Rendered Fat Content


Artemisia Gentileschi: Danae (c. 1612)

"It's infinite engagement or its meaningless …"

With a scant week left in my scheduled Authoring investigation, I stumble upon an understanding that might have better served me at the beginning. It's really no great tragedy if I prove myself to be too late smart again, but then I wonder how this inquiry might have proven different had I achieved this small enlightenment nearer the beginning of this effort. Looking back, I realize that I might have frittered away quite a lot of time failing to winnow whatever I was up to into a finite form, as project management theory and practice have always counseled. The job of the proper project manager was always said to involve building baffles and defining edges such that the 'process' as well as the product might be thoroughly described in definite language, without hyperbole or abstraction, for the tools and techniques of 'proper' project management each utterly depend upon thorough grounding. No Utopian notions allowed. No notions allowed at all, only tangibles.

I long ago wrote a piece about solving the world hunger problem, which I characterized as an aspiration, not a realizable objective.
In order to realize that objective, I conscripted the spirit of Betty Crocker, an acknowledged expert as resolving hunger, and she prescribed her fresh cherry cake recipe as the medium. A careful measuring of the volume of hunger in the world quickly produced a ballpark estimate of the pounds of cherry cake required to satisfy initial demand. Logistics for the raw materials, baking, and distribution, proved mind-boggling, but nonetheless finite as well. The whole machine, once put into motion, quickly overwhelmed itself. The lesson, I see now from this great distance, might be different than I imagined it then. Then, I concluded that one could not address InfiniteObjectives like world hunger with project management methods, and that the attempt to do so generally resolves into absurdity. Now, though, after almost three months imbedded within what I now see as an InfiniteObjectives inquiry, I might insist that though woefully inadequate, project management always, always, always engages attempting to manage infinites, whether objectives, aspirations, or otherwise.

One nibbles away at infinites. One might not actually achieve the totality of anything, but one can nonetheless manage to make a dent. After considerable effort, one might come to realize that they've changed the world if not completely achieved their initial objective, which proved both illusive and infinite again, regardless of how much consideration went into the original framing and the interim managing. The scope always explodes beyond anticipated limits. The resources available always, always, always prove somehow impossible to muster. A negotiated settlement results where enough gets accepted as probably enough and success or failure's formally declared to free up resources to focus upon imagining other InfiniteObjectives. The machine is always moving, never at rest. Never fully achieving and always at least somewhat a mess, yet learning. The world's always changed as a result though the changes usually remain frustratingly subtle. You probably had to be there to make the distinction.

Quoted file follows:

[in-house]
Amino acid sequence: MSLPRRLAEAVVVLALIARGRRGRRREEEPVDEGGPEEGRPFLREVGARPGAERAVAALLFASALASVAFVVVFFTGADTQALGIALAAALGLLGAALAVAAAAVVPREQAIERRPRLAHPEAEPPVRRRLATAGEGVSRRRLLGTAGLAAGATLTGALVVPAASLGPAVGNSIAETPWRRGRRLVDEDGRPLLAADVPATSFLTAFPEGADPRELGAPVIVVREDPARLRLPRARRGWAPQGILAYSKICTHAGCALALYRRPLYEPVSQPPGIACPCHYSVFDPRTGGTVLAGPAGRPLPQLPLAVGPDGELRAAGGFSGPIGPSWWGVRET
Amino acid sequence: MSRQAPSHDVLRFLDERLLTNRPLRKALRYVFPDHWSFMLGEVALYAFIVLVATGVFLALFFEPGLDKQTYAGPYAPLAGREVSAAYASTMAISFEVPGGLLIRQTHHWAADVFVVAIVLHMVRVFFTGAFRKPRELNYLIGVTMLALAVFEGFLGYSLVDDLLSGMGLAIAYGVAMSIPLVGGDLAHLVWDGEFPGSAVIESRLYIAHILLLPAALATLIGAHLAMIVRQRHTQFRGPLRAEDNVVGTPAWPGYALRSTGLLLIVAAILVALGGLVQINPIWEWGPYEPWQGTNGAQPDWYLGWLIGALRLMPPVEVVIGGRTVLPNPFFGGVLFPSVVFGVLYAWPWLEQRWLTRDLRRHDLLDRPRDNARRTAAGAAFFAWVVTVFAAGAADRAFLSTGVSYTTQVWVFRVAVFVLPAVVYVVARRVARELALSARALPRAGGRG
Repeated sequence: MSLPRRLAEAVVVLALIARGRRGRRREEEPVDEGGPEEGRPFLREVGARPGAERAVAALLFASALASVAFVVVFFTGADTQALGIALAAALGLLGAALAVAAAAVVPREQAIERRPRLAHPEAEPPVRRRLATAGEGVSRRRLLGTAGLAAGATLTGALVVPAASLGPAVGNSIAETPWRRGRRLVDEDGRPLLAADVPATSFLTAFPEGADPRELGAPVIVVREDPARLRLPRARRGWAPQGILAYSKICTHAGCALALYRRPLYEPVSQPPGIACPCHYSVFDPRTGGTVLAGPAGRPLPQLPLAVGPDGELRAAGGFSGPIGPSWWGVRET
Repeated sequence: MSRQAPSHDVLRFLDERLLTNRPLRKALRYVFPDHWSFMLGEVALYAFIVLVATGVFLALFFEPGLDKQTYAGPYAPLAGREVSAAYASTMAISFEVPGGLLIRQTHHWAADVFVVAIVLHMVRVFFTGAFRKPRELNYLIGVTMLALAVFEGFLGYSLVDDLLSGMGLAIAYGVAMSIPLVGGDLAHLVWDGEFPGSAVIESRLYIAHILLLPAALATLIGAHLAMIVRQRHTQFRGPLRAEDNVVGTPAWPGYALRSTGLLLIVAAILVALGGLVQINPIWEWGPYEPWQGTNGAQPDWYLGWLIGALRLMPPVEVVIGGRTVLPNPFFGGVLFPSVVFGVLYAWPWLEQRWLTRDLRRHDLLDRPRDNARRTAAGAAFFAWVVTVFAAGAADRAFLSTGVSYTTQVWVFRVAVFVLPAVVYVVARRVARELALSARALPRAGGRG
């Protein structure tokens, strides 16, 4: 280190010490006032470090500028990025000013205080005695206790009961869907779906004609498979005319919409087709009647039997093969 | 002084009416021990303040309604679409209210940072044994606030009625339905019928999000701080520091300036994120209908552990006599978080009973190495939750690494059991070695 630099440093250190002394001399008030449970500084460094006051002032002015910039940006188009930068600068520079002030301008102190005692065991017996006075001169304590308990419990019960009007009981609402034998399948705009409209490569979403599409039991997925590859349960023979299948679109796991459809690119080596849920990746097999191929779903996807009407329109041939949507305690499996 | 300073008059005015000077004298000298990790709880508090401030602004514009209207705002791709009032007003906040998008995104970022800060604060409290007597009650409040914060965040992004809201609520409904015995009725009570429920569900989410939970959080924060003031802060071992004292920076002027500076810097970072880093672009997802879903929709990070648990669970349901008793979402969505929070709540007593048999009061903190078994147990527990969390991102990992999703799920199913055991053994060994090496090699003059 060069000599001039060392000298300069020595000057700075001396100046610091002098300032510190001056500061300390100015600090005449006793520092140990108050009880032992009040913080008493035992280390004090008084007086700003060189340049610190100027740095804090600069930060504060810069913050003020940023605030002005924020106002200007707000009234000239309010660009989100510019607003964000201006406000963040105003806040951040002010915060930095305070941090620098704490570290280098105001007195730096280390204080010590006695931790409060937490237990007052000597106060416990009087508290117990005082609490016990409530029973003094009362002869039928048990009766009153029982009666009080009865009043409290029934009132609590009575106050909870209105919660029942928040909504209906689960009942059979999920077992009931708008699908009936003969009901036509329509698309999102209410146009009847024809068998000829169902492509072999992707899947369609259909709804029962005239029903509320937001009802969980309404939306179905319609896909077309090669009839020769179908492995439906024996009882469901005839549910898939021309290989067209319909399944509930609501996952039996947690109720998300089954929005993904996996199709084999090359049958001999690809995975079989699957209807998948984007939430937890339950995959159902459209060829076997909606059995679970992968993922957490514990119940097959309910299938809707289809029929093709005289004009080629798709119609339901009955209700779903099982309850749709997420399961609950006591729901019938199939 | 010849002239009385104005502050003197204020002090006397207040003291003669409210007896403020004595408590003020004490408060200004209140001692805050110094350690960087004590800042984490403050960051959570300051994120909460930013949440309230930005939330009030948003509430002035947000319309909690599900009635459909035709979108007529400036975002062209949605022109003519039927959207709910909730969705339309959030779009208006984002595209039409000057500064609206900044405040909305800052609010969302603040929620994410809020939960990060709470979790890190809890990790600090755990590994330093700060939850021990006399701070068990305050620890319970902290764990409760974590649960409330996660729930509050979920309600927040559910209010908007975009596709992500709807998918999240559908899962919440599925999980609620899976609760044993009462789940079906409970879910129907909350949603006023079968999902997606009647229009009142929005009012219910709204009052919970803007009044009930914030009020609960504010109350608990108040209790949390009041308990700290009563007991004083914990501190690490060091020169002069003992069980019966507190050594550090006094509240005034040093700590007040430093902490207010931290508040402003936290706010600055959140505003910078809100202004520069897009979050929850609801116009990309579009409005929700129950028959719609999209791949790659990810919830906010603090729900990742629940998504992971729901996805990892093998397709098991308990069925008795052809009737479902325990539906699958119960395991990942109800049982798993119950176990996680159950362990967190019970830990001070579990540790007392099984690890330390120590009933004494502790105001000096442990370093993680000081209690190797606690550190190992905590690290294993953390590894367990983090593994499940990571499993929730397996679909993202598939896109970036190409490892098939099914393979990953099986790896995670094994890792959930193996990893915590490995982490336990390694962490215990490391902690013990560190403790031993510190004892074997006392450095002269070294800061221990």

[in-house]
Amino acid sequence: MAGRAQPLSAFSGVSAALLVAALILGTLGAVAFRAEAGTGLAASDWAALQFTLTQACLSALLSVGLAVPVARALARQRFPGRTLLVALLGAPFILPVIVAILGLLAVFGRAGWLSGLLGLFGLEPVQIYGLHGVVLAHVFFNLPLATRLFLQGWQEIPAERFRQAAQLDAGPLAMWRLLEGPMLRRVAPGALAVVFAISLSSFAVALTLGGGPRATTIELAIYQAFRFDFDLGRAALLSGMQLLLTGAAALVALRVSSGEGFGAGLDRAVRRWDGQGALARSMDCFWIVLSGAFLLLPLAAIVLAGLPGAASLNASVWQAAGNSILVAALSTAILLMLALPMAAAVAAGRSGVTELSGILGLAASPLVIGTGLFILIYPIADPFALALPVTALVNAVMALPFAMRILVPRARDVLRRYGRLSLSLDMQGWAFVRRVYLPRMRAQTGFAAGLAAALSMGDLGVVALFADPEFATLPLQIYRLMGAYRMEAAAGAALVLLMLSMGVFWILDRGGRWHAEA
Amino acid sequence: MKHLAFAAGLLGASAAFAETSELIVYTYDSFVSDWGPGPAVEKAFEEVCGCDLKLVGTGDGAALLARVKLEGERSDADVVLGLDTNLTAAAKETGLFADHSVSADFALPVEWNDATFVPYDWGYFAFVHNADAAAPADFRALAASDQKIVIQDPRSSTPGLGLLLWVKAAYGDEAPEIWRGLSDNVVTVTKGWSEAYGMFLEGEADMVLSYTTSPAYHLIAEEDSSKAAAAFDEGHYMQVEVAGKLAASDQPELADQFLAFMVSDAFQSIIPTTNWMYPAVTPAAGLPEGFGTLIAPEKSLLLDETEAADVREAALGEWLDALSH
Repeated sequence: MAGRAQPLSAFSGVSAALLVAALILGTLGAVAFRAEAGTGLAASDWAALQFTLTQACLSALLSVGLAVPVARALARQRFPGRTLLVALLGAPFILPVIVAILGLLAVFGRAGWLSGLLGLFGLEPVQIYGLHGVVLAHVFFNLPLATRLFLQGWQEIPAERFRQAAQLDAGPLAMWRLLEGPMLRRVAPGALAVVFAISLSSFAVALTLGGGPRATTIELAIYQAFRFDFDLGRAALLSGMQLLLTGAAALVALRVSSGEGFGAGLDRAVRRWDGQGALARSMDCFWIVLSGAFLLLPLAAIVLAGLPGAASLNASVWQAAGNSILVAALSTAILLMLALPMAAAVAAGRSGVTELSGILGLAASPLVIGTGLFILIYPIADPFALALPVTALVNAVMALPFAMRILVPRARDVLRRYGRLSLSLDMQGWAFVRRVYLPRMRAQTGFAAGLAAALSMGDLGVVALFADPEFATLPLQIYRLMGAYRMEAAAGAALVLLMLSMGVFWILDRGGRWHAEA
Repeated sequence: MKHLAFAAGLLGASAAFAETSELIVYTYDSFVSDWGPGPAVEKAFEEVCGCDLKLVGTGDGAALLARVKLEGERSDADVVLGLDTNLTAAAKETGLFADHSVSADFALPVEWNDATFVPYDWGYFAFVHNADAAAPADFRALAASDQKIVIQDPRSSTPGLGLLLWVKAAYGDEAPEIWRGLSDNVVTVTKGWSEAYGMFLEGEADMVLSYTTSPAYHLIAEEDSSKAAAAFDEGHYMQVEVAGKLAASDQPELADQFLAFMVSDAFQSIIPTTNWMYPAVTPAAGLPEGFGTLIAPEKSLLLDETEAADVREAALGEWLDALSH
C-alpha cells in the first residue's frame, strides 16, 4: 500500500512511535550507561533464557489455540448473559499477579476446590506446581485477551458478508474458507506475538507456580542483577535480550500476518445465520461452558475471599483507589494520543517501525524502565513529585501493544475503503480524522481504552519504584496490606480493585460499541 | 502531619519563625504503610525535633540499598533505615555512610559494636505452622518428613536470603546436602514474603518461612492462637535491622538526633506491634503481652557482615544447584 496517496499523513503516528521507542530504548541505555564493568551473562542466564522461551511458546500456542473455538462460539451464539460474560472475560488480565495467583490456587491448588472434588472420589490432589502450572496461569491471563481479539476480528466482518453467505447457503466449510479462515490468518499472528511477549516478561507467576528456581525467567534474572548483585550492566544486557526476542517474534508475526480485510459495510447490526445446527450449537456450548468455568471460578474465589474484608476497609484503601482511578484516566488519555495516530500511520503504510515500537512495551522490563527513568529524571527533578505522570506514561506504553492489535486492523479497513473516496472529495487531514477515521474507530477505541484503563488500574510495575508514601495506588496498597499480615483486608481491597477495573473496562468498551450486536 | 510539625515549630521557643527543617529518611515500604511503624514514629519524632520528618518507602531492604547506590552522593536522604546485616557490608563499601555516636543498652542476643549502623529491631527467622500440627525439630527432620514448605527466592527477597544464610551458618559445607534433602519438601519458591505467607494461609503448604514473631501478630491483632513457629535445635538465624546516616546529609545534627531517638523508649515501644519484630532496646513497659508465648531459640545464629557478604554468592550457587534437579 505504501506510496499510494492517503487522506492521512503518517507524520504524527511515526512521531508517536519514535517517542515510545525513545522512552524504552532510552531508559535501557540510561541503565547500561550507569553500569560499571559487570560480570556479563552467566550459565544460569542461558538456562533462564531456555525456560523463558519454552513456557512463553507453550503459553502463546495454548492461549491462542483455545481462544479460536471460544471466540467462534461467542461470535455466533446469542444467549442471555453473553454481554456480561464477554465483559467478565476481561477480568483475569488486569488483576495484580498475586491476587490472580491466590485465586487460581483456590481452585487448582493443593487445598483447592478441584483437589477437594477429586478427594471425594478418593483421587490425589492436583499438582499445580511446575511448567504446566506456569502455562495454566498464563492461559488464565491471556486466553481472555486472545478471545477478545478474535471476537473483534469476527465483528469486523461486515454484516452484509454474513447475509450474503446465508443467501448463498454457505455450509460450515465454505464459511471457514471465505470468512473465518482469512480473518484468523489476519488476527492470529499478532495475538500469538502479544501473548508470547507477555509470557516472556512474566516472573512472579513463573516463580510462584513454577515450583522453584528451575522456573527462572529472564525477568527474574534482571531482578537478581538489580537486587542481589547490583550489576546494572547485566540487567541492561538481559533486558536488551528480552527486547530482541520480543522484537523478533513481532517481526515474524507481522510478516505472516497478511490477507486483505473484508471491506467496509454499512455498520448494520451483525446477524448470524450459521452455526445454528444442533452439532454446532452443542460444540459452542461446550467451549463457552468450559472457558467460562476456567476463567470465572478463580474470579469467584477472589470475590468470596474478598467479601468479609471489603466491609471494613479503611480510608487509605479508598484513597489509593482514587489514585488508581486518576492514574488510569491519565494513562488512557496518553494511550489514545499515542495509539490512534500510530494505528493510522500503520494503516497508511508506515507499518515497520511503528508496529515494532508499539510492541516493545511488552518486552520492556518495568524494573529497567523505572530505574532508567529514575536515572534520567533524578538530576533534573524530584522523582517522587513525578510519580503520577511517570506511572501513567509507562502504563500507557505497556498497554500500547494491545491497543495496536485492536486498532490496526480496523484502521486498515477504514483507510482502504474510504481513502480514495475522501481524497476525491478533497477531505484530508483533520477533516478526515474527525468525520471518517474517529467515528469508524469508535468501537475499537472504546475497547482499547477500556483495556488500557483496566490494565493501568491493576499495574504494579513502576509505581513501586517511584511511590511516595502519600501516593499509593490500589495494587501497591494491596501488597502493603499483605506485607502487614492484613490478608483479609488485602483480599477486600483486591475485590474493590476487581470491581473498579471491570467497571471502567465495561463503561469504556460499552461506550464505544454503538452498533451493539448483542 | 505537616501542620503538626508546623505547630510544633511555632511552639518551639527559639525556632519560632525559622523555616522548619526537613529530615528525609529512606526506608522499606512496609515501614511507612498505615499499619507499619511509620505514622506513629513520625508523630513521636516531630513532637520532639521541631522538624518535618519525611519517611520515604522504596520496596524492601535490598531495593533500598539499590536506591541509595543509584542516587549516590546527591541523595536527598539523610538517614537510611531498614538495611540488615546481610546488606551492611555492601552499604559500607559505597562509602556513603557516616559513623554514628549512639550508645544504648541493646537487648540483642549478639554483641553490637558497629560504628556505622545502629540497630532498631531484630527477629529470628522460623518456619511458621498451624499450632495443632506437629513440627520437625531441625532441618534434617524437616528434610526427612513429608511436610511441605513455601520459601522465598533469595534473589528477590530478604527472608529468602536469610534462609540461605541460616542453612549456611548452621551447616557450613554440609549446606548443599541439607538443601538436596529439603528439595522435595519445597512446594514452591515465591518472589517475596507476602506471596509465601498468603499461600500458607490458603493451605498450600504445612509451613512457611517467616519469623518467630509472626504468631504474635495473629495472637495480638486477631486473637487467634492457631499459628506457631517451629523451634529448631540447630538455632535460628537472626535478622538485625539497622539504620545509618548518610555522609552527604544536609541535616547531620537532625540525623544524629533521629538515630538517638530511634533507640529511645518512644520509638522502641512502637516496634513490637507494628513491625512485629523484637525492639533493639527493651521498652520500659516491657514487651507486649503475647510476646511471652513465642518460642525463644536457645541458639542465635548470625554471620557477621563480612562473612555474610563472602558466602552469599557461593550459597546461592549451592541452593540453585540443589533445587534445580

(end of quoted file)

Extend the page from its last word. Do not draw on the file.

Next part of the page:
Authoring, too, easily fits into the template for describing InfiniteObjectives. It was not really just about submitting a book manuscript, but I sense it was more about bringing some practices into sharper focus. There seem to be stations of the cross for Authoring, like there are certain sequences built into every practice, ones which might seem very much the same each time, but which prove remarkably fresh and different with every repetition. It might be that Authoring turns an Author into a rookie each time through the procession. The editing the same but different. The material, too, might have come from the same writer's hand and imagination, but it, too, proves unique to each repetition. The same Fundamentally Unanswerable Questions remain unanswerable no matter how many times encountered. There might not ever be any mastery involved in Authoring or project management, just disturbing novelty each time through. Or so do I conclude about project management, with which I have about a half century of experience, thanks to my latest swart through the Authoring process, with which I'm not nearly as experienced.

The challenge, then, seems to be different from what the project management scholars insisted. Rather than reduce every damned n-dimensional anything into two or at most three dimensions, the challenge, the purpose of project management might well be to maintain interest in abstractions so obtuse that they could never be so reduced. What motivates pursuit if arrival's very likely off the table? What encourages engagement when responding to Fundamentally Unanswerable Questions? The old risk/reward matrices reduce themselves into absurdities. A proper project manager might ultimately master making excuses, good and proper ones, juicy and compelling ones, and eventually outgrowing the poisonous notion that there would somehow ever be a definite end to their labors. It's infinite engagement or its meaningless, which seems exactly the opposite of what my mentors insisted when I started learning how to manage projects.

©2022 by David A. Schmaltz - all rights reserved

blog comments powered by Disqus

Made in RapidWeaver